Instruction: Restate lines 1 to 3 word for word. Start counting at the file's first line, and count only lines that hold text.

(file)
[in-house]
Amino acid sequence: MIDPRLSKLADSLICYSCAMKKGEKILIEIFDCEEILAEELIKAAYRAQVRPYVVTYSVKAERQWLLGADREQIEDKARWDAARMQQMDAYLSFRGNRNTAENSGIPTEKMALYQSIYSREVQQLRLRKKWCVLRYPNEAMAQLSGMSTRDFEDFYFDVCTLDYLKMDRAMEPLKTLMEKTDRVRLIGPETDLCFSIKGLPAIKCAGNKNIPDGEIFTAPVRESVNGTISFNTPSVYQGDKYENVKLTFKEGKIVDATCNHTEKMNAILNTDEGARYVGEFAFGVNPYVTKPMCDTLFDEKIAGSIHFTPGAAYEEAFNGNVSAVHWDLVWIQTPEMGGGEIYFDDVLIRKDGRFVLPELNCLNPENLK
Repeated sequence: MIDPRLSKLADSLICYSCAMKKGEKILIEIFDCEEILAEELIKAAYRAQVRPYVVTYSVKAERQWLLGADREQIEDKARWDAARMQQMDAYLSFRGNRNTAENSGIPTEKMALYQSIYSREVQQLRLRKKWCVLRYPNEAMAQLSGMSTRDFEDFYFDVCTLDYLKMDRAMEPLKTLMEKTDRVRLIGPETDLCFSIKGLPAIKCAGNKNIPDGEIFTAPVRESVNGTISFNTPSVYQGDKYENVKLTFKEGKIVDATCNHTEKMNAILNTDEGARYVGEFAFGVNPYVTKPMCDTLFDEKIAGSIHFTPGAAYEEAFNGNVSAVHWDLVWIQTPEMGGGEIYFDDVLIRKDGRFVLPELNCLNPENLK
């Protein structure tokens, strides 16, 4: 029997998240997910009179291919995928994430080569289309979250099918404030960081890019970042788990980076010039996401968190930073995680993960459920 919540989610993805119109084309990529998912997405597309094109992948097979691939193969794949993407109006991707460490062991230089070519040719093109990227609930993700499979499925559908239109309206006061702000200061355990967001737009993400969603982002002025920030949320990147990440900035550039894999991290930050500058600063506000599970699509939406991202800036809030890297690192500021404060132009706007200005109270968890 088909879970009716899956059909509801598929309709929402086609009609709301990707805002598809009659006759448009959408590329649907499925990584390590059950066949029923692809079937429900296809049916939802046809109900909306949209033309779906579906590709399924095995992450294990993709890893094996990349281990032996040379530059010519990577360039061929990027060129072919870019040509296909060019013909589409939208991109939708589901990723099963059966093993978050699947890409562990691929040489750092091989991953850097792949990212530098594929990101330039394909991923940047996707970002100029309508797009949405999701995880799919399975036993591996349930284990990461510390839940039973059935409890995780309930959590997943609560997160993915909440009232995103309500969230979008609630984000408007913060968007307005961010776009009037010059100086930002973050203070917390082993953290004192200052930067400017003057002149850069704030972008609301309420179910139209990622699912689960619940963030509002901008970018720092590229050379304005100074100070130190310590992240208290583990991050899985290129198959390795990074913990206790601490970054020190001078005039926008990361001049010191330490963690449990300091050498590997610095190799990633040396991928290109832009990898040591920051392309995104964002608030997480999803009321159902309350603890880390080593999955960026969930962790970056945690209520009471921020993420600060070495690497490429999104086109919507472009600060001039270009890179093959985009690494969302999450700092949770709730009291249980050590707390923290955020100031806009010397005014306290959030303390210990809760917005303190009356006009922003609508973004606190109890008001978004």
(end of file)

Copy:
[in-house]
Amino acid sequence: MIDPRLSKLADSLICYSCAMKKGEKILIEIFDCEEILAEELIKAAYRAQVRPYVVTYSVKAERQWLLGADREQIEDKARWDAARMQQMDAYLSFRGNRNTAENSGIPTEKMALYQSIYSREVQQLRLRKKWCVLRYPNEAMAQLSGMSTRDFEDFYFDVCTLDYLKMDRAMEPLKTLMEKTDRVRLIGPETDLCFSIKGLPAIKCAGNKNIPDGEIFTAPVRESVNGTISFNTPSVYQGDKYENVKLTFKEGKIVDATCNHTEKMNAILNTDEGARYVGEFAFGVNPYVTKPMCDTLFDEKIAGSIHFTPGAAYEEAFNGNVSAVHWDLVWIQTPEMGGGEIYFDDVLIRKDGRFVLPELNCLNPENLK
Repeated sequence: MIDPRLSKLADSLICYSCAMKKGEKILIEIFDCEEILAEELIKAAYRAQVRPYVVTYSVKAERQWLLGADREQIEDKARWDAARMQQMDAYLSFRGNRNTAENSGIPTEKMALYQSIYSREVQQLRLRKKWCVLRYPNEAMAQLSGMSTRDFEDFYFDVCTLDYLKMDRAMEPLKTLMEKTDRVRLIGPETDLCFSIKGLPAIKCAGNKNIPDGEIFTAPVRESVNGTISFNTPSVYQGDKYENVKLTFKEGKIVDATCNHTEKMNAILNTDEGARYVGEFAFGVNPYVTKPMCDTLFDEKIAGSIHFTPGAAYEEAFNGNVSAVHWDLVWIQTPEMGGGEIYFDDVLIRKDGRFVLPELNCLNPENLK